by Daniel L Rappaport
When I set out to write a novel, I often like to begin with the sense of what the entire world is going to be like, in my head. I wouldn’t have every single detail worked out, from the get go.
I often begin with what kinds of characters that will be in the work. While I am setting up the world, and what is going on in that world, I like to leave the title until I have a better grasp on what is going on.
After writing about the first there to six chapters, the title will come to me. It is perfectly okay to change the title, should you feel the need, as you are completing the work.
For the names of the characters, I will sometimes combine two concepts Into one. As an example, for the Apovil, that name is a cross between the word “evil” and the Egyptian snake demon god “Apophis”.
Characterizations then just come from the name, and at that point, art starts to form. I like to bring on an artist to create scenery, characters, etc… It really helps to define the world. When creating art, I like to give my artists simple descriptions, without too much detail. I find that I like to see what is inside the head of the artist, a lot of times. If I have a batch of art that is already done, I will sometimes present it to another artist, so that they can get a visual reference for new art.
As I am moving forward, and developing the character arcs, I am also thinking about what kinds of adventures are to happen. I do think about what I have seen and read in other works. A lot of inspiration comes from literature, film and theme parks.
It is also, often said to begin with the end in mind. This way, you have a sense of direction, and the plot can “write itself”. Sometimes this can work, and sometimes not. I believe that it is a great idea to have a concept of what the end might be like. Don’t set it in stone if it should change.
I think that the element of a relationship and/or love story of some kind is very important. You really should have an emotional context to make your characters more realistic.
Also, if you introduce a religious backbone for your world, it will add another layer of depth. For The Legend of the Lost Rose, this happens to be Wicca. This is a direct springboard that explains how the magick is accomplished, when it needs to be rendered.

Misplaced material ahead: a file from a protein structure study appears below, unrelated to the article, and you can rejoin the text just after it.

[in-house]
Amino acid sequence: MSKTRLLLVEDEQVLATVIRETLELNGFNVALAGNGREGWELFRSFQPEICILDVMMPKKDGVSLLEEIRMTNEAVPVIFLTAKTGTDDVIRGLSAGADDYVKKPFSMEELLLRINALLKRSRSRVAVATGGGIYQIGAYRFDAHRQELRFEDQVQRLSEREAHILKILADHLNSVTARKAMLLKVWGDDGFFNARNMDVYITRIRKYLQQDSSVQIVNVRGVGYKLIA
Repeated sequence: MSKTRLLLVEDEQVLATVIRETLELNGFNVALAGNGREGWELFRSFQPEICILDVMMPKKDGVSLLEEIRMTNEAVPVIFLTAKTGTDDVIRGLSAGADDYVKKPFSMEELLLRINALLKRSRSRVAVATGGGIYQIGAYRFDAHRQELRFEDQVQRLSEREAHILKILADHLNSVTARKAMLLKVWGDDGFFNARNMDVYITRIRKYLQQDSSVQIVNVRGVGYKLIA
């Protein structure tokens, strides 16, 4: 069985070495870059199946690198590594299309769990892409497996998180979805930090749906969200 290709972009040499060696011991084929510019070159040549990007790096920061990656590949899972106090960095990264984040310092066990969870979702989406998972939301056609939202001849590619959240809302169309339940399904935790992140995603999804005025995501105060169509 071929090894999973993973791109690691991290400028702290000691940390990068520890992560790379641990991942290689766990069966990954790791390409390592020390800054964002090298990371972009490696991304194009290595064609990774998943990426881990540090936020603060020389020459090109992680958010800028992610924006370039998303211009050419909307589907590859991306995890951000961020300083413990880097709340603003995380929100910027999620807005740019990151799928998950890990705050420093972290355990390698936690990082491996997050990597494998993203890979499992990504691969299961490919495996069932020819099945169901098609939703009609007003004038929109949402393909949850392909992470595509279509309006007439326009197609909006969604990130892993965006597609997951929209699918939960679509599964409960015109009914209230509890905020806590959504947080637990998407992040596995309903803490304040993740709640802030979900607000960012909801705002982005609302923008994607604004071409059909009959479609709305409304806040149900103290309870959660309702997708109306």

For the number of chapters to create, I like to cut it off at twenty. Anything less feels to short anything more feels to long, especially for my target audience.
In terms of editing, if you are a master at formatting and grammar, I definitely wouldn’t spend the time and money on an editor. May successful authors edit the work themselves. As well, if you feel very strongly about the creative content, I would’ve have anyone touch it. Should you feel that you need assistance in these areas, by all means, seek it.
For publishing The Legend of the Lost Rose, and The Toy Maker, I have chosen to go exclusively with Apple. This means that I am creating in iBooks Author, and self publishing with iTunes. I do have animation, and that is done in Keynote. Any video that I create could be done in a variety of programs.
The technology. I can create a far more immersive experience with Apple than anything that Amazon is currently offering. As well, especially for The Toy Maker, I would be using the software in a cutting edge way, that other people have not thought of.
Therefore, I am creating another point that I think is extremely important. That is one of innovation and market differentiation.
I believe that it is absolutely key that you don’t write just another fantasy novel (or whatever your genre is). Find some technical/artistic/immersive, etc.. way (or whatever it is) to do what nobody else out there is.